Customer Reviews for

Bottled Abyss

Average Rating 4.5
( 6 )
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  • Posted November 7, 2012

    more from this reviewer

    REVIEWED: Bottled Abyss WRITTEN BY: Benjamin Kane Ethridge PUBLI

    REVIEWED: Bottled Abyss
    WRITTEN BY: Benjamin Kane Ethridge
    PUBLISHED: June, 2012

    This is an epic novel that furthers Greek mythology by bringing it into modern times. Fascinating and thoughtful explanations as well as a rich plot and diverse characters. This is not the kind of book that you can skip a few pages and think you're going to understand what's going on - there's a lot of information and sub-plots the author has woven together, and it takes some endeavor to keep up with the reasoning for events. There were several points that I thought the book would have closed nicely, but then it kept going, taking the reader down deeper and darker levels until the final fantastic conclusion. I personally enjoyed some of the background characters more than the leads, but that is a strength of Ethridge, in that every character is so different and well-rounded.

    Four-and-a-Half out of Five stars

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  • Posted September 3, 2012

    Charon and the Eriksons

    In this novel we find a lot of mythology, human beings not exactly in their right minds – at least some of the time and a lot of gruesome mental pictures of the endings of most of them. If you believe in Greek mythology Charon (aka Ferryman) is the dude who takes dead folks across the river Styx and takes a coin from their mouths as payment.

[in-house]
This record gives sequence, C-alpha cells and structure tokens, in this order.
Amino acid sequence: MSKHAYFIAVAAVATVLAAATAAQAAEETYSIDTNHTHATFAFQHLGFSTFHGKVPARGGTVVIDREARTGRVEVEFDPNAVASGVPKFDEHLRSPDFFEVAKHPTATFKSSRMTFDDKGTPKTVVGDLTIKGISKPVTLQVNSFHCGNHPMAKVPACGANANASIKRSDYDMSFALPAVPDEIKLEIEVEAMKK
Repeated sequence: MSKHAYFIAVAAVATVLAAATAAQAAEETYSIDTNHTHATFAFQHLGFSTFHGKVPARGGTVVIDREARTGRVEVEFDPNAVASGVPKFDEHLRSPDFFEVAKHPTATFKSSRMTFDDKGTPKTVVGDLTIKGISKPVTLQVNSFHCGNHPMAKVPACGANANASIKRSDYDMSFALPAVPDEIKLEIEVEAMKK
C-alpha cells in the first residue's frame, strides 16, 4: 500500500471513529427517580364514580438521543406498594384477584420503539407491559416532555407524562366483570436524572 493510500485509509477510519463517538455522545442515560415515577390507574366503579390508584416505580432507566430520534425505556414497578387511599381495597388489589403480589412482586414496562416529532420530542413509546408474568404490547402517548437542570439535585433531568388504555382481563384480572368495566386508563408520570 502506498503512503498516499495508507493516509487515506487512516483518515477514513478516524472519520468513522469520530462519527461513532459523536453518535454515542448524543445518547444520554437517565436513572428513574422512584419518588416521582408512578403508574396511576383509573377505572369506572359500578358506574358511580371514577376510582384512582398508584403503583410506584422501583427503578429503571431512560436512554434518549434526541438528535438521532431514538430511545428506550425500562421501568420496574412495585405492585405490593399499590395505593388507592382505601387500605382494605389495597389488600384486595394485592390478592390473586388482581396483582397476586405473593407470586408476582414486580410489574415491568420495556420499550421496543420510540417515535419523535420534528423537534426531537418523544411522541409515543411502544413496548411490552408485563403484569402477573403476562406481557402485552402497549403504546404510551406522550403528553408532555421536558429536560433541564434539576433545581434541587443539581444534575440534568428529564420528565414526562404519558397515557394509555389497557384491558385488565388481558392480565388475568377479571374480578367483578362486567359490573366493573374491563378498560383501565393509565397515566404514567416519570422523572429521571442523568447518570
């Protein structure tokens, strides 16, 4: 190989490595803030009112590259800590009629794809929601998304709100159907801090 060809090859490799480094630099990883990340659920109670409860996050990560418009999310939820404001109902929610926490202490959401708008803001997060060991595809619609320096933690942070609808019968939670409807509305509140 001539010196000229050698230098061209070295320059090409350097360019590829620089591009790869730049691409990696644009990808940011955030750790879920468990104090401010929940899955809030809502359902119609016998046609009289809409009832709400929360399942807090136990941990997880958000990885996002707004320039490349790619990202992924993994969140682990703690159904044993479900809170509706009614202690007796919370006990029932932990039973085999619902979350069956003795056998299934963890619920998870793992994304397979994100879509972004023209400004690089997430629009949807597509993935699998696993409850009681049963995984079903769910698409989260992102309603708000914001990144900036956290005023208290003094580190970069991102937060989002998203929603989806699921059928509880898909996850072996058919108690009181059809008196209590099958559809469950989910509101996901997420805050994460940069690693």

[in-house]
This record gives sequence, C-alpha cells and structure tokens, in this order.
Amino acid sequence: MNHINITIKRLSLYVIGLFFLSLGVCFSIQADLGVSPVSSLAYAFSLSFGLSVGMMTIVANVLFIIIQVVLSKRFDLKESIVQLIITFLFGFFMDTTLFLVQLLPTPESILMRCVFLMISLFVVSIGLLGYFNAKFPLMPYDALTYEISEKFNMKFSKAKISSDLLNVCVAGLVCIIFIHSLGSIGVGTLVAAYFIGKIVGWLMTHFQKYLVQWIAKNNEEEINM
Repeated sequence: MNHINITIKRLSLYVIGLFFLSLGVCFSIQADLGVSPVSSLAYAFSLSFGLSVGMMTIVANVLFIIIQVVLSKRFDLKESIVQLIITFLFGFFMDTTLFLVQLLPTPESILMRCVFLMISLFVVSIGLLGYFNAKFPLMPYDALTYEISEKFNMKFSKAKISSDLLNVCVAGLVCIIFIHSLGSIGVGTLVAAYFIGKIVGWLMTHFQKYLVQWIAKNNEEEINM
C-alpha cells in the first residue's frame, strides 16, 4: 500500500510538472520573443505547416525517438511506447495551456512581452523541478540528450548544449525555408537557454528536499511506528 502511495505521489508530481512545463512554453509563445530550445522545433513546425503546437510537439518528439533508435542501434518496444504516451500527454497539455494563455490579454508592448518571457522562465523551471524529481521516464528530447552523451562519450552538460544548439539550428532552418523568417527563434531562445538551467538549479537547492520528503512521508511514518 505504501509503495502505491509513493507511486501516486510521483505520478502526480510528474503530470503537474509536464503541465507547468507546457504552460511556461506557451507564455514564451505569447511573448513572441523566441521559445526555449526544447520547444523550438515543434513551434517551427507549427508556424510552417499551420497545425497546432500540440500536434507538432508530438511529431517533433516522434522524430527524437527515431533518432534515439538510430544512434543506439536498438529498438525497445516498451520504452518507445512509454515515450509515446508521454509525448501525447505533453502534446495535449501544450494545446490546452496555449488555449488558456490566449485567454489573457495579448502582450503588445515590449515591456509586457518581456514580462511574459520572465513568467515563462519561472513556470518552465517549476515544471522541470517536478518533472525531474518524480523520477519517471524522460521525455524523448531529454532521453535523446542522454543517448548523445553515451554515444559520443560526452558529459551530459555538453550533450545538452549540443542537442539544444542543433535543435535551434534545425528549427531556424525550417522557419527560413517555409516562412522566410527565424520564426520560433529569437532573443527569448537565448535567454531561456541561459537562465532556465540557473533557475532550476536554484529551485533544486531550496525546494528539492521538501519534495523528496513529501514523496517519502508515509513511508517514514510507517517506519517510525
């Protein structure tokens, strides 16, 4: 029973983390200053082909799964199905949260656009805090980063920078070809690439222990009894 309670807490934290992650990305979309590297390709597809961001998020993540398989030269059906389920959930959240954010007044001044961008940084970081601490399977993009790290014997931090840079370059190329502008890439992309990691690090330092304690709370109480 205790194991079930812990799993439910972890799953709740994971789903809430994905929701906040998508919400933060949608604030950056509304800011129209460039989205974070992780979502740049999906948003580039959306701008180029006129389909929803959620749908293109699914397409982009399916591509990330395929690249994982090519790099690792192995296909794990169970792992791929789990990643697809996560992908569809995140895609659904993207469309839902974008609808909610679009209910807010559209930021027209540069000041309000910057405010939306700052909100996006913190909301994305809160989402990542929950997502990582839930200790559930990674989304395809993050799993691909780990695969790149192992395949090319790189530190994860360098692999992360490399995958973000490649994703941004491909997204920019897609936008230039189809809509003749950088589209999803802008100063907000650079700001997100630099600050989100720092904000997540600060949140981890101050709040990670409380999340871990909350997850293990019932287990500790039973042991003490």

It seems the Styx has dried up somehow and Ferryman and his double, Fury are left (pardon the pun) high and dry. There is a beautiful obsidian bottle with a bit of the Styx left in it and it can heal – for a time – leaving each of its tasters with a hacked-up gold coin and certain death. Unless they give the coin to someone else…..
    The Erikson’s lost their daughter a year ago and basically became strangers in the process. Not much else can go wrong until Lester, the family pooch, disappears. Knowing Janet’s attachment to Les, Herman sets out to find him. He does but Les is past caring as he’s been attacked by coyotes. Enter Ferryman/Charon who Herman thinks is named Clarence. Clarence offers to save Les and does. Thus it all begins.
    A tale that you might not should read at night unless every light in the house is on of horror, murder, crime sprees and people showing what they would do if left to their own devices is well worth reading. And, I have to say this: How could you not read a book from a publishing house called RED RUM HORROR?

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